- The Washington Times - Friday, June 9, 2006

BANGKOK — Thailand’s king, the world longest-serving monarch, marked 60 years on the throne yesterday, calling for unity in his politically troubled country as hundreds of thousands of adoring Thais cheered and waved yellow flags.

King Bhumibol Adulyadej, 78, greeted his subjects in a glittering golden gown from the palace balcony in Bangkok, only the third such appearance of his royal career.

“Unity is a basis for all Thais to help preserve and bring prosperity to the country,” the king said in a five-minute speech. “If Thais uphold these ethics, it will ensure that Thailand will stand firmly.”

Booming cannons and a deafening roar from the crowd welcomed the king’s appearance. The monarch is beloved for his projects to help the rural poor and for using his moral influence to keep the country together through political turmoil.

Many Thais began gathering late Thursday, turning the roads near the Royal Plaza into a sea of yellow, the color symbolizing Monday, the day the king was born.

The people cried and held hands in reverence, chanting “long live the king,” as Bhumibol and Queen Sirikit waved goodbye from the balcony.

Thailand has declared a five-day public holiday for the festivities, which include fireworks, feasts and a river parade featuring dozens of gilded ceremonial boats. A royal banquet Tuesday closes the celebrations.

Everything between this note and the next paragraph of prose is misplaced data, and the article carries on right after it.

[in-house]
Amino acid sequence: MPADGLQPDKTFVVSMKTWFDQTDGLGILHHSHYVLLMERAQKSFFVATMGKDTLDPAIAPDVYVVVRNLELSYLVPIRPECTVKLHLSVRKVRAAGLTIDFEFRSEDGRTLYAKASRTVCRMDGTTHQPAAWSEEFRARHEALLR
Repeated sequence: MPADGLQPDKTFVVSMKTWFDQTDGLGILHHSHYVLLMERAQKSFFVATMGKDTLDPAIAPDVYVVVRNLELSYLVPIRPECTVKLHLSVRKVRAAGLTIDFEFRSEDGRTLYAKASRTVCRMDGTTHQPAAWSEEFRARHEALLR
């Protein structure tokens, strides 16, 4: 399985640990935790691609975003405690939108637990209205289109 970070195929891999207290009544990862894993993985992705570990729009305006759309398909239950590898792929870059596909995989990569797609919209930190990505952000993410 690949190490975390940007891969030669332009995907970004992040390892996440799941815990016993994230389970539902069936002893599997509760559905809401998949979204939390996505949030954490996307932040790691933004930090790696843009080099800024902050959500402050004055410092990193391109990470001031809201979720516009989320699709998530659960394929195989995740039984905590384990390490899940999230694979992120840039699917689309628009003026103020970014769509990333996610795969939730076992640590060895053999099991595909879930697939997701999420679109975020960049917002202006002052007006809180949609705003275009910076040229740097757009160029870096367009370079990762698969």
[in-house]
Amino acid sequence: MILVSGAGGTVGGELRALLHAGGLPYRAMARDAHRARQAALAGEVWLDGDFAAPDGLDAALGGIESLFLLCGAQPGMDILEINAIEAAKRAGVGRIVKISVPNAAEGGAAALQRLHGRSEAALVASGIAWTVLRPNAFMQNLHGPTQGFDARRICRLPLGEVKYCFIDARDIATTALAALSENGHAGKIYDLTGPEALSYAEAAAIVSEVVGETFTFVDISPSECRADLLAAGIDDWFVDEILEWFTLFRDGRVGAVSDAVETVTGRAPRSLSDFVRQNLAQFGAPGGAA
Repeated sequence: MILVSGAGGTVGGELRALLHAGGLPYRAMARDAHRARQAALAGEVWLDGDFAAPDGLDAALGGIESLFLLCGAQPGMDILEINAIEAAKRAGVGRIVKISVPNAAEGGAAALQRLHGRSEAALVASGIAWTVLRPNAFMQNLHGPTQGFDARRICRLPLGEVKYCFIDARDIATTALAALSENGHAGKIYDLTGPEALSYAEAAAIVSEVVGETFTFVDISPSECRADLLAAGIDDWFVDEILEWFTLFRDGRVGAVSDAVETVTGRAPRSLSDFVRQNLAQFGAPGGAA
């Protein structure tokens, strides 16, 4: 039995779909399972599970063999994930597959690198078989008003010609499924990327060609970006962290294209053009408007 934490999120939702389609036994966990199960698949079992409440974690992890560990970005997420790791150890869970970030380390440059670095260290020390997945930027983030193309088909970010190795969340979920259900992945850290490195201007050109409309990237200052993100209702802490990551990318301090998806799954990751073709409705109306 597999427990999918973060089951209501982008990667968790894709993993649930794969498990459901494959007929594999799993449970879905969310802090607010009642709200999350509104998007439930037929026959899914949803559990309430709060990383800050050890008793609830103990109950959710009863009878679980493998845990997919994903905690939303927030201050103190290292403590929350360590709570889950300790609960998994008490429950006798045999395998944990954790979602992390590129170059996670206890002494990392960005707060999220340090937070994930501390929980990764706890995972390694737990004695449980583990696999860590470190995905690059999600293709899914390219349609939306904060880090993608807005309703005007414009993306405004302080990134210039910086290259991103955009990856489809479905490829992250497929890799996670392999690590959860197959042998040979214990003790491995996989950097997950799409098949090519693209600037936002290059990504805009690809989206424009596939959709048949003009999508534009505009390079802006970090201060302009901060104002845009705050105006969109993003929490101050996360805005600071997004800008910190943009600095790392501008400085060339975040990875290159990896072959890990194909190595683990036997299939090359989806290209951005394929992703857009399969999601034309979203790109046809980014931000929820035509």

Heads of state and royalty from 25 countries, including Japan’s Emperor Akihito, Britain’s Prince Andrew and Queen Beatrix of the Netherlands, are expected to attend the culmination of celebrations next week.

Bhumibol was named king on June 9, 1946, after the death of his older brother. Britain’s Queen Elizabeth II, who ascended the throne in 1952, is the world’s second-longest serving monarch.

Thailand has been mired in a political crisis for months over corruption charges against Prime Minister Thaksin Shinawatra and demands that he resign. The country has been without a working legislature since the April 2 general elections were boycotted by the opposition and invalidated by the nation’s highest court.

Mr. Thaksin also addressed the crowd, praising the king for helping keep Thailand stable.

“The king has been a center of faith, a source of moral support and power for the nation, who has driven the country with perseverance, balance and good conscience,” Mr. Thaksin said.

Although the king is a constitutional monarch with limited powers, he has used his prestige to smooth over several political crises over the years, persuading opposing parties to compromise for the sake of peace and stability.

In April, Bhumibol urged the nation’s top courts to resolve the political deadlock that followed the inconclusive elections, prompting the court to annul the vote and paving the way for new balloting.

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